|An Overview Of The Song Of SolomonPDF Print VersionWe have completed our studies of the Song of Solomon. It is such a rich book, revealing precious nuggets of gold and providing refreshing banquets to our souls. While we have benefited from studying the details, we do not want to lose sight of the wood for the trees. It is good, therefore, to stand back and consider the book as a whole. We shall remind ourselves of the nature of the book, make a review of the chapters, and consider the chief characters of the book.I. The Nature Of The BookThe Song of Solomon is a love poem describing the relationship between the Shulamite woman and the groom, who is Solomon himself. Is this a literal story, or is it a spiritual allegory? In Chapter 1, we have the INTRODUCTION to this series of studies in which was argued that the book must be treated as a spiritual allegory. That has determined our approach towards the study of the book. As with other books of the Bible, it is important to begin by determining the type of literature we are dealing with - whether it is historical, prophetic, poetic, or didactic. Once that is determined, the normal historical-grammatical-theological method of interpretation must be applied to it just as with other books of the Bible. We would still need to take the texts plainly, to take the texts in context, and to compare Scripture with Scripture. To look upon the book as a spiritual allegory does not mean that we interpret it by the so-called allegorical method popularly used by the Roman Catholics, in which multiple layers of meaning are found in each passage. The allegorical method of interpretation leads to bizarre ideas which we would reject. Instead, we consider this book to be part of Scripture which reveals to us spiritual truths that centre around the Lord Jesus Christ and the salvation found in Him. Did not the Lord say, “all things must be fulfilled which were written in the Law of Moses and the Prophets and the Psalms concerning Me” (Luke 24:44)? To the Jews, “the Law of Moses, the Prophets and the Psalms” were the three main divisions of the Old Testament. The Lord was saying that the whole of the Old Testament spoke concerning Himself. The Song of Solomon is also part of the Old Testament. Solomon was inspired by the Holy Spirit to write concerning the love relationship between the Saviour and His church.II. Review Of The ChaptersWe shall now make a review of the various chapters of the book. There are eight chapters all together. Each chapter has been expounded in two parts, except for the last, which has been expounded under four parts due to the richness of its substance. We shall extract the conclusions to each part of our studies to have an overview of them here.Chapter 1Chapter 1, concerning “Communion With Christ”, is divided into “Desiring Christ” and “Longing for Christ”. Under “Desiring Christ”, covering Chapter 1:1-7, we learn that our desire for Christ should arise from His love for us, be focussed on His person, and be based on His redemptive work. We learn that Christians should desire Christ because He has made us righteous, redeemed us from our sins, and transformed us into new people. As the years pass, our zeal may appear to be less, but it is compensated by the greater depth and appreciation of spiritual experience. We want to know the Lord better, and we desire Him above all else. We must, therefore, resolve to want Christ above all else, and we must remember with gratitude what we are now, compared to what we were when unconverted. We must reach out to Him in faith, in prayer, and in His word.Under “Longing for Christ”, covering Chapter 1:7-17, we learn that we must seek communion with the Lord in His word, and in the company of His people. As we do so, we expect the Lord to respond by giving us instructions, and by encouraging us to draw near to Him. We learn also of what it is like to enter into communion with Christ. The Lord will draw near to us to assure us of His presence and of His love for us. We will be induced to engage in personal devotions - by prayer and praise, by meditation upon Him and His word, and by acts of worship and service. We will then be caught up in the love of Christ, exchanging praises and assurances with Him. There may be much trials and sorrow in the world, but what does it matter if the Lord loves us and is with us?Chapter 2In Chapter 2, we have “Prophecy Of The Gospel Age”. In the first part, which is about “The Church At Peace”, covering Chapter 2:1-7, we learn that the Lord has made the church beautiful, providing for her needs, and blessing her abundantly. When faithful believers feel weak in their service to Him, He will draw near to comfort and strengthen them. Individuals in the church are warned against disturbing the peace of the church. We come to realize that the church is well-loved by the Lord. We realize that we have not fully fathomed the love of the Lord. We need to delve deeper, and appreciate more, the love of the Lord for His people.In the second part, we have “The Church Militant”, covering Chapter 2:8-17. We learn that what is prophesied in this portion of Scripture is already fulfilled, is being fulfilled, and will be fulfilled. The Lord has already come to redeem His people. The gospel is going out to all nations, calling out God’s chosen people. The church is responding in worship and in sanctification. The Lord will one day return for His people. We know that eternal blessedness awaits God’s people. We know also that when the Lord returns, He will judge the unbelieving people of the world.Chapter 3In Chapter 3, we have “The Precious Gift Of Assurance”. The first part is “Assurance Lost And Regained”, covering Chapter 3:1-5. We learn of the danger of losing the assurance of our salvation. Assurance of salvation is a gift from God that must be treasured and sought after. Many factors may lead to a weakening and loss of assurance. The chief cause is indolence on the part of the believer. To find and keep assurance of salvation, we must seek the Lord in His word, renew our commitment to Him, and maintain peace and communion with the Lord. The assurance of salvation is a precious gift from God. We must seek and pray for it. It is to our comfort and good that we have a strong sense of assurance. Sadly, there are Christians who do not seek for it due to ignorance of this teaching. On the other hand, there are those who claim to have assurance of salvation when they have no reason to be sure. In the second part, “God’s Seal Of Assurance”, covering Chapter 3:6-11, we learn of the promise of salvation by God to His people. Christ’s people are being called out of the wilderness of the world by the gospel. God has provided salvation for His church by the sufficiency and efficacy of Christ’s atoning death for His people. We must trust the preaching of the gospel to save souls. We must ponder the excellence of Christ more and more. We must also seek assurance of salvation in Christ, who is revealed in the word of God. Chapter 4In Chapter 4, we have “Christ’s Love For The Church”. In the first part, we have “Christ’s Estimate Of The Church”, covering Chapter 4:1-6. The Lord looks upon His church as beautiful, and He continues to sanctify her by the power of His Spirit, in accordance to His word. The church has so many qualities that make her beautiful in the Lord’s sight. That the world should miss seeing those qualities is understandable. That believers should fail to see those qualities is such a pity, for they miss the inner comfort of knowing the love of Christ for His people. The Lord loves us and sees so many things beautiful about us. The right response is for us to thank Him and attempt to be even more pleasing to our Lord by improving on our spiritual qualities. In the second part, we have “Christ’s Delight In His Church”, covering Chapter 4:7-16. Christ takes delight in His church because of her active characteristics. These may be summarized under four key words - vision, devotion, consecration, and proclamation. Christ invites the church to have a lofty vision of the task set before her in the world. He takes delight in her devotion to Him. He takes delight also in her consecration to Him. The church responds with the deep desire to proclaim His name to the world. How we are overwhelmed by His love for us! We owe to the Lord a debt of love which we are unable to repay. Chapter 5In Chapter 5, we have “Backsliding And Restoration”. In the first part, we have “Beware Of Backsliding!”, covering Chapter 5:1-8. There are three consequences of backsliding, including becoming spiritually barren, having the conscience seared, and losing one’s spiritual sharpness. These consequences are never pleasant. Any right-thinking believer would not want to experience them. Such consequences come from indolence, self-centredness, and procrastination in our walk with God. They come to us when we are complacent with regard to the blessing of God upon us. How good it will be to have sustained blessing from the Lord, to know His presence, to be filled continually by His Spirit. The children of God need not have to backslide. The tendency to backslide is always there. We must take stock of ourselves, and not allow that to happen. In the second part, we have “Reaching Out For Restoration”, covering Chapter 5:9-16. When our hearts grow cold toward spiritual things, when we backslide in our Christian life, there is only one recourse for us - that is, to look for Jesus Christ again. We seek Him in the company of God’s people, and we seek Him in His word. We come to hear His word proclaimed, regardless of whether it is a “teaching service” or a “gospel service”. It might seem that the preacher is attacking you through his preaching. He might come across as harsh and lacking in compassion when, in fact, he is being faithful to the Lord, and to His word. Preachers who say nice things to please their hearers are not faithful watchmen of the Lord. You must listen to faithful preaching, and continue to come to hear God’s word preached. Soon, the beneficial effects of God’s word will be experienced by you. You will find God’s word soothing. It will be balm to your bruised soul. Faithful preaching will show you much of Jesus Christ. The Lord, in all His beauty and strength, will be revealed. As you ponder on the person and work of Christ, you will be revived in your soul. Soon, you will be reveling in His love. Spiritual strength will be channelled to you. The Spirit of God will fill you. In no time, you will be declaring to many the unsurpassed beauty of your Lord. Chapter 6In Chapter 6, we have “Christ’s Love For The Militant Church”. In the first part, we have “The Beauty Of The Church Militant”, covering Chapter 6:1-10. The church militant must be militant. The church on earth must be actively serving the Lord. There is no such thing as the church militant that is passive. The healthy church is one that is infused with the power of the Holy Spirit to serve the Lord. For the power of the Spirit to be experienced, the church must seek a close walk with the Lord. Since the church is made up of individual members, they must draw near to the Lord and be willing to obey Him. This is especially directed to the backslidden Christian, who must seek the Lord, in the word of God, and in the company of God’s people. We place the primary importance on coming to hear God’s word, rather than your service to the Lord. It is as we hear God’s word that we are built up in our understanding and in our faith. It is in the pages of Scripture that we meet with the Lord. It is then that we would respond in thanksgiving and praise. It is then that we would give of ourselves willingly to Him in service. You cannot remain long in the church, merely growing in head knowledge of the truth. The truth will strengthen and comfort those who are submitted to the Lord. It will trouble those who resist God’s will and refuse to obey Him. You will either finish life on earth as a poor specimen of Christian, who barely manages to limp into heaven, or you will submit yourself to the Lord and be escorted triumphantly into the presence of the Lord.In the second part, we have “The Power Of The Church Militant”, covering Chapter 6:11-13. The spiritually healthy church, or believer, will be sharing in the concerns of the Lord, just as the bride will be tending the garden of the groom. We work towards producing fruit in our service to the Lord. In the Bible, spiritual fruit comes in the form of growth in Christian graces as well as advance in the gospel. Growth in Christian graces - such as love, joy, peace, longsuffering, kindness, goodness, faithfulness, gentleness, self-control - mentioned in Galatians 5:22, come to us only when we learn correct doctrines and obey the commandments of the Lord. Advance in the gospel comes from being involved in the life of the church. The daughters of Jerusalem need to be ministered to, while the bride marches forward as an army. In other words, our gifts are to be used for the edification of the church, while we get involved in spreading the gospel and planting churches. All these are possible only when we are integrated into the life of the local church. As we get involved in the life of the church, the Lord will bless us with His presence and power. We might even become so filled with His Spirit that great joy and effectiveness are seen in our service to Him. We might even be blessed with true spiritual revival as we serve Him. For this to happen, we will need to watch against allowing a root of bitterness to grow in the heart. We might, in fact, say it is pointless to become members of the church if we are unwilling to serve the Lord. How would we be different from professing believers who refuse to become church members? In fact, there are non-members who have a better spirit than unwilling members and are, therefore, used by the Lord despite not being members. These said, we must see the importance of church membership if we are to be blessed by the Lord.Chapter 7Chapter 7 is about “Christ’s Love For The Maturing Church”. The first part is “The Beauty Of The Maturing Church”, covering Chapter 7:1-9. The maturing church is described in her constituent parts, and then looked at overall. A mature believer is knowledgeable, humble and refreshing to have around. He is not judgmental, but compassionate, understanding, and edifying to others. A mature church would show such characteristics. We must aspire to be such believers. We must aspire to be such a church. There are many Christians who are so inconsistent in their walk with God. They are full of zeal for a moment, and then lose their zeal. They are interested in learning for a moment, but soon lose the interest. They are helpful in the church, but quickly lose their concern for the welfare of others. Are you such? Should you not commit yourself to the Lord, and learn to be more consistent? How are we to grow to spiritual maturity if we are so inconsistent? Let us be persevering in our walk with God. Let us be consistent Christians. The second part is about “The Consistency Of The Maturing Church”, covering Chapter 7:9-13. The mature church or believer is characterized by consistency in four areas, namely, in private communion with the Lord, in service to the Lord, in self-examination before the Lord, and in giving to the Lord. There are, of course, other areas of the Christian life where consistency is needed, but these four areas are sufficient to convey the main truth involved, namely, that the mature Christian loves the Lord and expresses it by a life of consistency in his walk with Him. We might summarize all that we have learned by these two words, namely, love and consistency. Firstly, there is love for the Lord. When there is true love, you will be prepared to do anything for the Lord. We do not risk our lives unnecessarily, but we are prepared to accept the risks that come with serving the Lord. In the world, calculated risks are taken - for example, in business. If worldly people are prepared to take risks for things that we regard as temporary and of limited value, why are we not prepared to take necessary risks for the Lord? Have we forgotten the sovereignty of God, or is this just a doctrine in the mind? If God is sovereign - controlling all things to the good of His people, and determining when and how we die - why should we fear so much? We fear for our lives, we fear for our reputation, and we fear disruption to the comforts of life. Everything must be to our convenience before we would do anything in service to our Lord. Is that love? Secondly, there is consistency in our walk with the Lord. A mature Christian will be consistent in his profession of faith, in his way of life, and in his service to the Lord. Here is someone who claims that he is willing to serve the Lord as a missionary in a foreign land, if it is clearly God’s will for him. Are you really prepared to serve the Lord as a foreign missionary when you are too embarrassed to distribute tracts in the shopping mall? Are you too ashamed to be seen by your relatives and colleagues? Think of the Lord who gave up His glory in heaven to come to earth to save a sinner like you. Think of the humiliation he went through as He hung naked on the cross in the sight of all. Think of the agony He underwent to save you. Are you ashamed of Him? Are you not prepared to be identified with Him? Are you still thinking of “saving your face” and protecting your reputation? We do not want anyone to feel pressured to come to distribute tracts together with us. What applies to tracting applies to other avenues of service. We do not want you to feel guilty for not being able to join us. We would want those who take part to do so willingly, out of a heart of love for the Lord. Love for the Lord and consistency in our walk with Him are linked together. We see also how consistency is reflected in our lives. A maturing Christian is one who is consistent, reliable, unwavering, and ready to serve the Lord. He is not haphazard and irregular.Chapter 8Chapter 8 is about “Christ’s Love For The Expectant Church”. There are four parts to this chapter. In the first part, we have “The Gratitude Of The Expectant Church”, covering Chapter 8:1-4. We should be grateful to the Lord for the salvation He has given to us, for the sustenance to our faith, and for the succour to us in our needs. The Lord truly has been good to us. He truly loves His people. Let us show forth our gratitude to Him in praise, worship, and service. While waiting for Him to return, let us show forth our love to Him in our lives and give of our all to Him. Adherents of the church are challenged to consider becoming integrated into the church, if it is faithful to the Lord and being blessed in her ministry.In the second part, we have “The Faithfulness Of The Expectant Church”, covering Chapter 8:5-7. Faith is needed right to the end of our lives on earth. Faith will wean us more and more off worldliness. Faith will keep us focused on our heavenly home. We are such unworthy sinners saved by grace. We must respond to the Lord’s love by exercising faith in Him. Those who understand how they have been saved will have deep feelings of love, joy, peace, and gratitude. Love for the Lord must be shown in tangible ways. There must be cravings for assurance of His love, for power to serve Him well, and for spiritual zeal to be sustained. The responses of faith and love are focused on the Lord. We would not want to be diverted from our love for Him. We want to be faithful to our Lord. With God’s help, we will remain faithful to Him.The third part is on “The Consecration Of The Expectant Church”, covering Chapter 8:8-12. First, we have reflection on past misery. Then, we have gratitude for present felicity. We learn that believers should be grateful for salvation in Christ, with all the accompanying blessing. We are to show our love to the Lord without reservation. This blessed life in Christ is what we want to share with our unbelieving friends. Those who have not believed should understand that you live in God’s world. You have seen His goodness in the world, and in your lives. The world has been badly affected by sin. You would have experienced the miseries of the world as well. You must understand that there is no necessity to remain in the miseries of the world. There is hope in Jesus Christ. There is reconciliation with God through Him. By His death on the cross, He has done everything needful to save sinners. Come to Him!In the final part, we have “The Longing of the Expectant Church”, covering Chapter 8:13-14. The expectation of Christ’s return is a fundamental doctrine of the Christian faith. No one can be a true Christian without believing that Christ will return to judge the world. Knowing and believing that Christ will return is one thing, anticipating His return is another. Are we anticipating His return? Are we preparing for His return? How should we be preparing for His return? We have learned that we must commune with Him in the midst of service. Christian service is important, but let us not forget that it is even more important to keep a close walk with the Lord through constant prayer. Our prayer should flow from a prayerful heart, i.e. a spirit of dependence upon Him. Without Him we can do nothing. Practically, that means spending time with the Lord each day, even if it is for fifteen minutes. Once that is a regular affair, we would expect to see faces glow, as it were, with the Lord’s presence. We would also expect to see your faces at the prayer meetings of the church. We learn also to anticipate His return while waiting for Him. He will appear at anytime. We are not fearful of His return. Instead, we look forward to His return, and that is because of various reasons. Firstly, we love our Lord, for He loved us first. Secondly, we long for relief from the oppression of this world. Thirdly, we long to be transformed into His image. If there was a Christian longing for Christ’s return, it was the apostle John. He expressed this truth in Revelation 22:20, saying: ‘He who testifies to these things says, “Surely I am coming quickly.” Amen. Even so, come Lord Jesus!”III. The Central Characters Of The BookThe central characters of the book are the Lord Jesus Christ and His bride, the church. They are portrayed by Solomon and the Shulamite woman. Let us look at some passages in this book concerning the Lord Jesus Christ. The coming of the Saviour is portrayed by His two natures - the divine and the human - in one Person. Chapter 2:1 says, “I am the rose of Sharon, and the lily of the valleys.” Both the rose and the lily are equally beautiful. The rose grows on the drier highlands, while the lily grows in the valley. As the perfect God-Man, the Lord is able to be the Mediator between God and man. He carries His human nature, now glorified, to heaven. “There is one God and one Mediator between God and men, the Man Christ Jesus” (1 Tim. 2:5). The Lord’s redeemed people are made beautiful by Him, so that they are described as “Like a lily among thorns, so is my love among the daughters”, in Chapter 2:2.There is the invitation for us to come to Christ, to follow Him, in Chapter 2:10-13, ‘My beloved spoke, and said to me: “Rise up, my love, my fair one, and come away. For lo, the winter is past, the rain is over and gone. The flowers appear on the earth; the time of singing has come, and the voice of the turtledove is heard in our land. The fig tree puts forth her green figs, and the vines with the tender grapes give a good smell. Rise up, my love, my fair one, and come away!’The sanctification of the believer, and the church, is described in Chapter 2:15, “Catch us the foxes, the little foxes that spoil the vines, for our vines have tender grapes.” The little foxes are the sins in our lives, which if not dealt with, will cause much havoc. The resolve of the church to wait for the Lord’s coming is expressed in Chapter 2:17, “Until the day breaks and the shadows flee away, turn, my beloved, and be like a gazelle or a young stag upon the mountains of Bether (Separation)”.The power of our Saviour to save, and the certainty of His preservation of the saints, are portrayed by Solomon’s carriage or palanquin in Chapter 3:6-10, “Who is she coming out of the wilderness like pillars of smoke, perfumed with myrrh and frankincense, with all the merchant’s fragrant powders? Behold, it is Solomon’s couch, with sixty valiant men around it, of the valiant of Israel. They all hold swords, being expert in war. Every man has his sword on his thigh because of fear in the night. Of the wood of Lebanon Solomon the King made himself a palanquin: He made its pillars of silver, its support of gold, its seat of purple, its interior paved with love for the daughters of Jerusalem.”The well-ordered church is described as “a garden enclosed, a fountain sealed”. It is a haven of safety and peace to God’s people. Chapter 4:12-15 say, “A garden enclosed is my sister, my spouse, a spring shut up, a fountain sealed. Your plants are an orchard of pomegranates with pleasant fruits, fragrant henna with spikenard, spikenard and saffron, calamus and cinnamon, with all trees of frankincense, myrrh and aloes, with all the chief spices— a fountain of gardens, a well of living waters, and streams from Lebanon.” The well-ordered church is also a mission-minded church, from which the fragrance of the gospel goes forth into the world. This is expressed in the next verse, “Awake, O north wind, and come, O south! Blow upon my garden, that its spices may flow out. Let my beloved come to his garden and eat its pleasant fruits.”The church’s appreciation of the beauty and power of the Lord is described in Chapter 5:10-16, “My beloved is white and ruddy, chief among ten thousand. His head is like the finest gold; his locks are wavy, and black as a raven. His eyes are like doves by the rivers of waters, washed with milk, and fitly set. His cheeks are like a bed of spices, banks of scented herbs. His lips are lilies, dripping liquid myrrh. His hands are rods of gold set with beryl. His belly is carved ivory inlaid with sapphires. His legs are pillars of marble set on bases of fine gold. His countenance is like Lebanon, excellent as the cedars. His mouth is most sweet, yes, he is altogether lovely. This is my beloved, and this is my friend, O daughters of Jerusalem!”The church expresses her love for the Lord, and her consecration to Him, in the words of Chapter 8:6-7, “Set me as a seal upon your heart, as a seal upon your arm; for love is as strong as death, jealousy as unyielding as the grave; its flames are flames of fire, a flame of Jehovah. Many waters cannot quench love, nor can the floods drown it. If a man would give for love all the wealth of his house, it would be utterly despised.”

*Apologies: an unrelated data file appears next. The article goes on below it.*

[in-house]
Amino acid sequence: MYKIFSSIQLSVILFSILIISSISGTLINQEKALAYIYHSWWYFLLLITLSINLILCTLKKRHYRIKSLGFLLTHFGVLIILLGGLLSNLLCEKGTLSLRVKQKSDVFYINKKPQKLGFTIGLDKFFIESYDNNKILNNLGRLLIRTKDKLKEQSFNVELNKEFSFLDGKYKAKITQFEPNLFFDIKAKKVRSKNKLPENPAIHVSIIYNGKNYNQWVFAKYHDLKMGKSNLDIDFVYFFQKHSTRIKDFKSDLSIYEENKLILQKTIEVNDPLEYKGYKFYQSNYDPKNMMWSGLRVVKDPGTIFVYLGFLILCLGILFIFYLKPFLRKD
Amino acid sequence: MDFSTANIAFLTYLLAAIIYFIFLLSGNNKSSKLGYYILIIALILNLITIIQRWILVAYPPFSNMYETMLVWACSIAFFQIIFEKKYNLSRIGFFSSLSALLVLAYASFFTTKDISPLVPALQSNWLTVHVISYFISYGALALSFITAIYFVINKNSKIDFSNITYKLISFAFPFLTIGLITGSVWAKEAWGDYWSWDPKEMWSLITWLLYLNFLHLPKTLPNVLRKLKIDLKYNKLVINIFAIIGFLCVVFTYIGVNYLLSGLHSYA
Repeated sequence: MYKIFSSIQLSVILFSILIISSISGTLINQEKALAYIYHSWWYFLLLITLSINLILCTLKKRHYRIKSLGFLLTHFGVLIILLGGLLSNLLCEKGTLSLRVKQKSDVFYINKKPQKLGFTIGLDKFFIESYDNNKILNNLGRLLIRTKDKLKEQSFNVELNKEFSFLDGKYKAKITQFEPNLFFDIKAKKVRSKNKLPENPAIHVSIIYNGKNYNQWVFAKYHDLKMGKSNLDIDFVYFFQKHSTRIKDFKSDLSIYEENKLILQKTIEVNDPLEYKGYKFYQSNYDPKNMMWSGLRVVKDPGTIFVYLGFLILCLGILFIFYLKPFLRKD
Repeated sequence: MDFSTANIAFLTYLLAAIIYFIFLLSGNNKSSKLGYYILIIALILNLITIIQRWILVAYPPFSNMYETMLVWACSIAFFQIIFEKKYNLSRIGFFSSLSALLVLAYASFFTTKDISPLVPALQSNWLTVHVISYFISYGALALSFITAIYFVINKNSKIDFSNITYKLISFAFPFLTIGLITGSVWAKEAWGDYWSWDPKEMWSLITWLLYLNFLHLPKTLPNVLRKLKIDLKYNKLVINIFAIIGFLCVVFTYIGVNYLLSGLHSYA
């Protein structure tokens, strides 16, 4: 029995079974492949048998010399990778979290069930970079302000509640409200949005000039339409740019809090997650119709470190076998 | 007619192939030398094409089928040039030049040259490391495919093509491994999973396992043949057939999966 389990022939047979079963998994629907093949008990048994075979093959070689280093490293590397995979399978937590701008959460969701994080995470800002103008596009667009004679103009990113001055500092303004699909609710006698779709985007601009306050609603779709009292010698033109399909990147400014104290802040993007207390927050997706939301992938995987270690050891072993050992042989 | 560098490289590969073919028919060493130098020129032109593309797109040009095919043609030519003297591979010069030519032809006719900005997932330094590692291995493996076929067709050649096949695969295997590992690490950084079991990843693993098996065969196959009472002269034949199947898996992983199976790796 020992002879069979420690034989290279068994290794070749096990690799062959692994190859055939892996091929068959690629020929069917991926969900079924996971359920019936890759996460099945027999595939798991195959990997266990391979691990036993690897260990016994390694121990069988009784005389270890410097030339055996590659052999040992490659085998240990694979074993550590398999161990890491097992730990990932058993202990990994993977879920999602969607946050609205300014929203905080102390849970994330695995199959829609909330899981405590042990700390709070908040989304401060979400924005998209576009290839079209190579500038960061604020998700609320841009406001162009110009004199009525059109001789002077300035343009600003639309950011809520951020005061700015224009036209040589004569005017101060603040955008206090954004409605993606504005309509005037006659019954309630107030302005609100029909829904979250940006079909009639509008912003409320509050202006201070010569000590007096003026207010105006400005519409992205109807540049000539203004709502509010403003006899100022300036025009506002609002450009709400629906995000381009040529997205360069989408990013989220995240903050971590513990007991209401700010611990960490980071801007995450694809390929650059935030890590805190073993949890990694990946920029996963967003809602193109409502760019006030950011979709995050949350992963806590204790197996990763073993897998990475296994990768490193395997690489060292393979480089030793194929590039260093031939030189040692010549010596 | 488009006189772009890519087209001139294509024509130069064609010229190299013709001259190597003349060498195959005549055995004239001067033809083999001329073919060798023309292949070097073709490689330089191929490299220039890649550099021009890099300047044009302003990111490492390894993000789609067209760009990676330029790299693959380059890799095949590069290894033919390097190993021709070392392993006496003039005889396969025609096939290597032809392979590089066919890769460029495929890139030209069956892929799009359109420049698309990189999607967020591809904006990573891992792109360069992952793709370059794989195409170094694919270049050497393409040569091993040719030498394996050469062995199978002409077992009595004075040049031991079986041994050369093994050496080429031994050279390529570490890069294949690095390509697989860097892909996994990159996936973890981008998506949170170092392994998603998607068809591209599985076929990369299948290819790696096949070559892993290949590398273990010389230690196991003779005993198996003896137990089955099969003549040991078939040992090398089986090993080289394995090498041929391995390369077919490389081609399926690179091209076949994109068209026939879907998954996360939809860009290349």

The longing for the Lord’s return was expressed earlier in Chapter 2:17. It now takes on a note of certainty, and the expectation that “the mountains of Separation” will become “the mountains of spices”, in Chapter 8:14, “Make haste, my beloved, and be like a gazelle or a young stag on the mountains of spices.”
IV. ConclusionThe theme of the book is Christ’s love for His church. The beauty of Christ’s character is reflected in the beauty of the church. The interaction between Christ and His church shows the constancy of God’s love for His people in Christ, and the inconsistency of the church in her love for the Lord. Despite the fickleness and weaknesses in His people, the Lord continues to be long-suffering towards them. We are raised to heights of ecstasy as we consider the beauty of Christ. We are driven to the ground in gratitude as we contemplate His mercy to undeserving sinners like us. We resolve to spend our time on earth in grateful service to Him. We look forward to the dawning of the eternal days when we shall worship Him perfectly together with all the redeemed of the Lord, to all eternity. May you find peace with God in Jesus Christ. May the joy and blessedness described in this book be yours. This is truly the Song of Songs!The Song of songs to worship,Our King, the Lord Jesus;I sought Him not but He soughtMe in my darkest hours; My restless soul He gave peace,My nakedness He clothed;The Rose of Sharon is He,Whose righteousness I boast; The Lily of the ValleysWho brings joy, light, and cheer;Our sins He purged, though awayHe assures we are dear.A garden enclosed are weFrom Him is our beauty;No merit in all our works,Save what is our duty;Should we not give of ourselvesTo the Lord more fully?How oft have I failed Him so,Oh, what utter folly!His Spirit I grieved away,Now I seek His mercy;O Lord Jesus, turn Your faceTo me and have pity!His voice we hear in words near,To comfort, strengthen, cheer;His Spirit fills His peopleWith joy and vision clear;With love undying we serveOur Lord who first loved us;In weakness we cry to God To give us fruitfulness; May our fleeting days be spentIn Your love and mercy;Until gathered to praise You For all eternity!